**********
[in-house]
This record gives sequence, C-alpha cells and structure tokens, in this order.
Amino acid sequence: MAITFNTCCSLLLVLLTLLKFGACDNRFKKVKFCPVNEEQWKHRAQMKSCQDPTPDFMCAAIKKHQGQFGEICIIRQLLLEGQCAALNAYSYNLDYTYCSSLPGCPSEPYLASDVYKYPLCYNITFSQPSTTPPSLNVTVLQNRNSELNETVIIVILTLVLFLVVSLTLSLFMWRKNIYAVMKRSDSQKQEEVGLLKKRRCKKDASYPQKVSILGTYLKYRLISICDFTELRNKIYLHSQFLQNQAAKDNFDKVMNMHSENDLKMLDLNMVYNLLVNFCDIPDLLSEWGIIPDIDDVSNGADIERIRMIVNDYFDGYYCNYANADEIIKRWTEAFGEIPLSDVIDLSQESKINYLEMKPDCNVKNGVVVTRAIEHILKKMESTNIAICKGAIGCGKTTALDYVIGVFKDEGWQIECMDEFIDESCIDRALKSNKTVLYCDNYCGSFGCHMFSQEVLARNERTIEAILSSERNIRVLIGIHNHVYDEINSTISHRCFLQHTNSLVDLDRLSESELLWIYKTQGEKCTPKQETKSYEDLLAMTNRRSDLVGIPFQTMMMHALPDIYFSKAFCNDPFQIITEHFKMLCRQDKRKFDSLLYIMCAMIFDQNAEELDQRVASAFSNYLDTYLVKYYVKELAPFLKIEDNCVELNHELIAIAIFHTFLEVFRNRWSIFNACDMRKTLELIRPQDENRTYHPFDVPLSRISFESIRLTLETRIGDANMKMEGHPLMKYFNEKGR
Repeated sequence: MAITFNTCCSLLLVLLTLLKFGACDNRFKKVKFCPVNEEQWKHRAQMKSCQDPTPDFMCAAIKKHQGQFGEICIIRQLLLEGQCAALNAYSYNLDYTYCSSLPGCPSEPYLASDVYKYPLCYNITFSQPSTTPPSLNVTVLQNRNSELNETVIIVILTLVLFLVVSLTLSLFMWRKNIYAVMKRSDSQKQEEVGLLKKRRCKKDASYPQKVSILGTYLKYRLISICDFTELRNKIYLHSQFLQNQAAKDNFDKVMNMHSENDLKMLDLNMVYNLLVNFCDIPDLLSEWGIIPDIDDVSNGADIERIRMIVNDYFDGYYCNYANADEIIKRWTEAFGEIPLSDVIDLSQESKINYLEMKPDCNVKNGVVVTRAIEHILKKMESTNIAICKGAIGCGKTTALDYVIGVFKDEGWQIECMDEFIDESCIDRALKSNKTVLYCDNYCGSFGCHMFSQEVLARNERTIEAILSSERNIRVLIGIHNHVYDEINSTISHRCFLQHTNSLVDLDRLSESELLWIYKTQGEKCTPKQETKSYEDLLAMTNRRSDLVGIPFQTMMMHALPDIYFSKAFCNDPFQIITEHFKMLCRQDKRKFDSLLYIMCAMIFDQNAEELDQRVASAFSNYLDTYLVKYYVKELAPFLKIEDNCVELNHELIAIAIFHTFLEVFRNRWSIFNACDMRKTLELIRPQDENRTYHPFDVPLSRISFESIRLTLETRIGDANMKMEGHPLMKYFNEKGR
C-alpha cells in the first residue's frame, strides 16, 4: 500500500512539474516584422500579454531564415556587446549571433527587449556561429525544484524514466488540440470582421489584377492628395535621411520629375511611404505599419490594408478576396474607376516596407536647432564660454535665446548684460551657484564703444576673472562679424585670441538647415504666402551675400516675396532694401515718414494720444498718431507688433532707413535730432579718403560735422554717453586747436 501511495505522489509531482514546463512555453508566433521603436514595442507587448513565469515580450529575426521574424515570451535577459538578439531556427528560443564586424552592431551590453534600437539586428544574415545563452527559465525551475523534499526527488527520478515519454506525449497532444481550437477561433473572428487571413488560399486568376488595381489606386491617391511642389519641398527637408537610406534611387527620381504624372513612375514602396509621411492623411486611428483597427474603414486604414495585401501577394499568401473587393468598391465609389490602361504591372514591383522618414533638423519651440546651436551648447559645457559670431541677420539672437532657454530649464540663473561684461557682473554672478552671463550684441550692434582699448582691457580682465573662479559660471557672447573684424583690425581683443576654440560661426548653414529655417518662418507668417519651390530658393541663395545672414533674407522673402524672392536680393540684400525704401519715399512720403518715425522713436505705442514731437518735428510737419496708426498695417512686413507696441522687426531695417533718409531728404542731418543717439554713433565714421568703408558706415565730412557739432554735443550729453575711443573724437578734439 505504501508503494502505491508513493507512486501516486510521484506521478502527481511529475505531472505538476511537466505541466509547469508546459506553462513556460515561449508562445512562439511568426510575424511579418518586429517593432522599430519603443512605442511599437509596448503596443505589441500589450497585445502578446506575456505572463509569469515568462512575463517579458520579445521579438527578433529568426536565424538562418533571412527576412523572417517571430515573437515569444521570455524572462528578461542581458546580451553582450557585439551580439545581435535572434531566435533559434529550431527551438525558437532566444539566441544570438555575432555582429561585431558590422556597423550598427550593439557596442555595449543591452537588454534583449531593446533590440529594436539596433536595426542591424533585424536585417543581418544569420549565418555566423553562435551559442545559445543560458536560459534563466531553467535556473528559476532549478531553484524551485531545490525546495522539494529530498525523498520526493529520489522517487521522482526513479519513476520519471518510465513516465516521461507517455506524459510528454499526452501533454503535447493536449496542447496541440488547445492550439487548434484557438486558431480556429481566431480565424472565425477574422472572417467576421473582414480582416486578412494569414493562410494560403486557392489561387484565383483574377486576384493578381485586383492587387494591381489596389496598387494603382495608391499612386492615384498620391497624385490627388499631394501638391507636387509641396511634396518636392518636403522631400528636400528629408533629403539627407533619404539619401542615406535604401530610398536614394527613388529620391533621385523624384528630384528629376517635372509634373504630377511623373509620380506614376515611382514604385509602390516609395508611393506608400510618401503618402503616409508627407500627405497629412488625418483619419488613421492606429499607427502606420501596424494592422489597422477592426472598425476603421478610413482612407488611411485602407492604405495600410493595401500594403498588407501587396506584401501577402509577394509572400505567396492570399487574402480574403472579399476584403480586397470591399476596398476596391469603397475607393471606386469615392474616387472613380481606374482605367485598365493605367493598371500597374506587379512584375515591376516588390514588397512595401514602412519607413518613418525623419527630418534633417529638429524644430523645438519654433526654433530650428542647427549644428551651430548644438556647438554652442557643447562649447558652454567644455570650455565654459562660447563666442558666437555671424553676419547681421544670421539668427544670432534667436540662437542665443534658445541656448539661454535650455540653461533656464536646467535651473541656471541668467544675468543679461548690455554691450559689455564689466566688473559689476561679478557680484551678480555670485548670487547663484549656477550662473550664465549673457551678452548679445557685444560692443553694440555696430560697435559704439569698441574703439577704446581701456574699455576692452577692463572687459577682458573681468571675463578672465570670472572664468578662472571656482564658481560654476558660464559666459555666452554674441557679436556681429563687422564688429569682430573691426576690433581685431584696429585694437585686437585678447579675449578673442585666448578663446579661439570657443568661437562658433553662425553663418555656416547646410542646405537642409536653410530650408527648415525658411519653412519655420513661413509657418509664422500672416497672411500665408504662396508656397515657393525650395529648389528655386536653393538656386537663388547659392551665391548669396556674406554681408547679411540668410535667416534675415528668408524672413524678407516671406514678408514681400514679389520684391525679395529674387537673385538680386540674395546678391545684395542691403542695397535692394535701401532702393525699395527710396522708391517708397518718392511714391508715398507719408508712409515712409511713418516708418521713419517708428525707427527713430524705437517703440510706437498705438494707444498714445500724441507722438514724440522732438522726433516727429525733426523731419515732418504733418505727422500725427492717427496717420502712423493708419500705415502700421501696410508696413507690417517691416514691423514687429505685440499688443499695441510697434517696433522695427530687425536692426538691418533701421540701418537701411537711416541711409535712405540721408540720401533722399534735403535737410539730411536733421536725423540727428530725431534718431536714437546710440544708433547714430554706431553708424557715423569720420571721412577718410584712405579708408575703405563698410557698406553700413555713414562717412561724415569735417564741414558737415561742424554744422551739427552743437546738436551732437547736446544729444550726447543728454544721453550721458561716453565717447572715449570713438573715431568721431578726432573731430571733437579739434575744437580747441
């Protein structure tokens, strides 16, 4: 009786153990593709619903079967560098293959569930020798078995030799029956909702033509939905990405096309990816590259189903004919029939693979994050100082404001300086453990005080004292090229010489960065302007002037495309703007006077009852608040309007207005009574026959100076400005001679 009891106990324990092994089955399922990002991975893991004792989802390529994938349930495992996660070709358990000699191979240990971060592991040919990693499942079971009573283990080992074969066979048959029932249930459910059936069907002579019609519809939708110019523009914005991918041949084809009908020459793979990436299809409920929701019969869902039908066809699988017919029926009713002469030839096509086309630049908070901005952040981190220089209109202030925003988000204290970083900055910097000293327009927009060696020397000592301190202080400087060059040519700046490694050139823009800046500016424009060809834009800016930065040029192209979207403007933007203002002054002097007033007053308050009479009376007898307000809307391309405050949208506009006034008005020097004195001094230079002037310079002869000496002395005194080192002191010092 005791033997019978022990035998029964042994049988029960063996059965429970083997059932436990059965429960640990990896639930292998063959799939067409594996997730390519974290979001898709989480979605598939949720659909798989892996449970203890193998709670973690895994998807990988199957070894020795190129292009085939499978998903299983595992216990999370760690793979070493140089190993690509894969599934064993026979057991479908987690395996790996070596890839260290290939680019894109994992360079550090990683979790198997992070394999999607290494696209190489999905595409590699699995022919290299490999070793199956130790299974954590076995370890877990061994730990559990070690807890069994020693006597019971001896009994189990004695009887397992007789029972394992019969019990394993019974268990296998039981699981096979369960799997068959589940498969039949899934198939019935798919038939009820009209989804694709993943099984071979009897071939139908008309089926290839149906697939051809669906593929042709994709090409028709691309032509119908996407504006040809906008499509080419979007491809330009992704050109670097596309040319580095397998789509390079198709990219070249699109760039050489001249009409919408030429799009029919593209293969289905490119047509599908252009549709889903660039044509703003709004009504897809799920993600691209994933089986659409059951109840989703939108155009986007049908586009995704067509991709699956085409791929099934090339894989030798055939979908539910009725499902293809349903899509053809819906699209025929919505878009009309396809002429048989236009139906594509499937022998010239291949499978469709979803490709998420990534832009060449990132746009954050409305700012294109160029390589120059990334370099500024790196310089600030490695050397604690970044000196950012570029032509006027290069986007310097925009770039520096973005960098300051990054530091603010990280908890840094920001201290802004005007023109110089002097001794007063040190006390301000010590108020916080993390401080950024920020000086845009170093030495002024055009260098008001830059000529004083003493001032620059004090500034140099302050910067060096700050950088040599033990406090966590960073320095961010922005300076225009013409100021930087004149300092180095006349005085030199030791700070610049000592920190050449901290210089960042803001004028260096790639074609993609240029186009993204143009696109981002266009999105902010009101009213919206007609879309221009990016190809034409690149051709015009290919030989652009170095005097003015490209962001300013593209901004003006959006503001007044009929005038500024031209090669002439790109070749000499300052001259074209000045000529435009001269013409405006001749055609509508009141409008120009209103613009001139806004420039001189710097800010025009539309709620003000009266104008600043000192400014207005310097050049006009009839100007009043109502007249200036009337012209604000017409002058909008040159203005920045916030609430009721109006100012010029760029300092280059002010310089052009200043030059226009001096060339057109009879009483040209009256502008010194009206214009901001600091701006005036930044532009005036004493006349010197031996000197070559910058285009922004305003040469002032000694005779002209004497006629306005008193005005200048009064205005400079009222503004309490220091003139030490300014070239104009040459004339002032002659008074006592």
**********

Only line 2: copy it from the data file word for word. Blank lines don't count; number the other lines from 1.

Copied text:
This record gives sequence, C-alpha cells and structure tokens, in this order.